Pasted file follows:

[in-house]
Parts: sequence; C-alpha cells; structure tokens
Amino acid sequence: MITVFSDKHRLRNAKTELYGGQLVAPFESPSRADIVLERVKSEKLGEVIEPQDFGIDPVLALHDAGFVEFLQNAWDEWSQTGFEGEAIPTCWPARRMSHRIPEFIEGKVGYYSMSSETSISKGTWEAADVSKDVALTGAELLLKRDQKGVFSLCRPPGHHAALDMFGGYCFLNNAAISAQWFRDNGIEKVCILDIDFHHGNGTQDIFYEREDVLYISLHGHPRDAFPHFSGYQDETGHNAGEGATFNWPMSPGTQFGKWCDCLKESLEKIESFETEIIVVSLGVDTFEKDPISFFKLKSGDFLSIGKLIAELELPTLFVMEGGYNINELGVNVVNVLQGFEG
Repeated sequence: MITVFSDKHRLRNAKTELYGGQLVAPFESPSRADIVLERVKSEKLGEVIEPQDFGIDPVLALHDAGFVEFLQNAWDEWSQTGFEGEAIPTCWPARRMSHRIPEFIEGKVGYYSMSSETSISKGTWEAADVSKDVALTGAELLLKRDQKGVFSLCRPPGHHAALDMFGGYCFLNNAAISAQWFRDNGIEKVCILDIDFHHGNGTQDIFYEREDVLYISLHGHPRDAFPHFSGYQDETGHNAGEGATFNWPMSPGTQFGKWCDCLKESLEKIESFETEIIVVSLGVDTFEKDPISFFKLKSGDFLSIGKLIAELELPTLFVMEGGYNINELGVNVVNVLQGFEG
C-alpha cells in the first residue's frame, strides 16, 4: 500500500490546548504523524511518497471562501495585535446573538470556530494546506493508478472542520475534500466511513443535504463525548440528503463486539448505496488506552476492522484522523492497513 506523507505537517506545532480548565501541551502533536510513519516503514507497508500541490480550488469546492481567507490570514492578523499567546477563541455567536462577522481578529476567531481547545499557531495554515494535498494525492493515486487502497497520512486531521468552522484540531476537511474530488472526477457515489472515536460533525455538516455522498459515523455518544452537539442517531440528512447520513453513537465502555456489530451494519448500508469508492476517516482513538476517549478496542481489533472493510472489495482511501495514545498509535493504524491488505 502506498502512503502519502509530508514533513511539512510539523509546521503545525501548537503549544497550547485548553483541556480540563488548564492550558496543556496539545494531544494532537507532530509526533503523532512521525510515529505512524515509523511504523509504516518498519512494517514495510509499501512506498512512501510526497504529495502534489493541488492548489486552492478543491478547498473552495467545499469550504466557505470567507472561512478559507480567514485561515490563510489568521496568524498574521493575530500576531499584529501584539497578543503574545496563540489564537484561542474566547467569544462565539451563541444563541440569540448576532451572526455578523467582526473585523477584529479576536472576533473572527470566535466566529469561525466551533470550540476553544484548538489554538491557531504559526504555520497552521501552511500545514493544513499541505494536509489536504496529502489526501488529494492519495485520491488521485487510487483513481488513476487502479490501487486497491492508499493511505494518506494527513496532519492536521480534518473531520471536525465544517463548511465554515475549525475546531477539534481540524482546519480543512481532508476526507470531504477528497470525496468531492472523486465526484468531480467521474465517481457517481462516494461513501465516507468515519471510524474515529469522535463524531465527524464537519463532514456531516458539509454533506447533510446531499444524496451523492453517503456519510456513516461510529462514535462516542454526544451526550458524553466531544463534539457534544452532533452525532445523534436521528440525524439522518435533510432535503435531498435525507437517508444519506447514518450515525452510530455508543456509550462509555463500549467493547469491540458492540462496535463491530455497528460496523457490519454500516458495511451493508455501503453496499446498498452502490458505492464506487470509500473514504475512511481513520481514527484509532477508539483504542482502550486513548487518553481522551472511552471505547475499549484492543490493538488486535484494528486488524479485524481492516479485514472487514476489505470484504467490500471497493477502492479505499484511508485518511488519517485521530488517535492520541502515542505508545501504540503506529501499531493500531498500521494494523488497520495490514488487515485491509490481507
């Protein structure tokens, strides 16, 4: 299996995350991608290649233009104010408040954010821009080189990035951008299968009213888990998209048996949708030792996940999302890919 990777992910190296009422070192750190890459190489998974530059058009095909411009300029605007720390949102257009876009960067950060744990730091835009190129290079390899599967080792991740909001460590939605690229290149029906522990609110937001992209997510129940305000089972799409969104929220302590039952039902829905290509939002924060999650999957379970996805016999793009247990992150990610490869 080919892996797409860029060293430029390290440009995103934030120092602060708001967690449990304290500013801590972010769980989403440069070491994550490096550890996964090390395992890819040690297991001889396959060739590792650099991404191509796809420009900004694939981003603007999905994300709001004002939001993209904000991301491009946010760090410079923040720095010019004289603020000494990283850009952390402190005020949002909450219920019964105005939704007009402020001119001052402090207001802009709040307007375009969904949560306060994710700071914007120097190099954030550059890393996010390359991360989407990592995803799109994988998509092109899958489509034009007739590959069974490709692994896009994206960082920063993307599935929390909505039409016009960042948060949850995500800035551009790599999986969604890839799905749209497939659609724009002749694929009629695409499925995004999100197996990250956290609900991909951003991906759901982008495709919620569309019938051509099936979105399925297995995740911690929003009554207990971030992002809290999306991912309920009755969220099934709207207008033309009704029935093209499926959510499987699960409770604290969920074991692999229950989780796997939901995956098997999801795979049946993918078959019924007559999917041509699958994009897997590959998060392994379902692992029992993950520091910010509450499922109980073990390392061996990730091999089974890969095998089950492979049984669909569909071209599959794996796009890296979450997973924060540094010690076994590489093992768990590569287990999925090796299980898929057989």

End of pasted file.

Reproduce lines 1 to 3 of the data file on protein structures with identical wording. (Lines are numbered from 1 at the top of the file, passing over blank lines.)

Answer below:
[in-house]
Parts: sequence; C-alpha cells; structure tokens
Amino acid sequence: MITVFSDKHRLRNAKTELYGGQLVAPFESPSRADIVLERVKSEKLGEVIEPQDFGIDPVLALHDAGFVEFLQNAWDEWSQTGFEGEAIPTCWPARRMSHRIPEFIEGKVGYYSMSSETSISKGTWEAADVSKDVALTGAELLLKRDQKGVFSLCRPPGHHAALDMFGGYCFLNNAAISAQWFRDNGIEKVCILDIDFHHGNGTQDIFYEREDVLYISLHGHPRDAFPHFSGYQDETGHNAGEGATFNWPMSPGTQFGKWCDCLKESLEKIESFETEIIVVSLGVDTFEKDPISFFKLKSGDFLSIGKLIAELELPTLFVMEGGYNINELGVNVVNVLQGFEG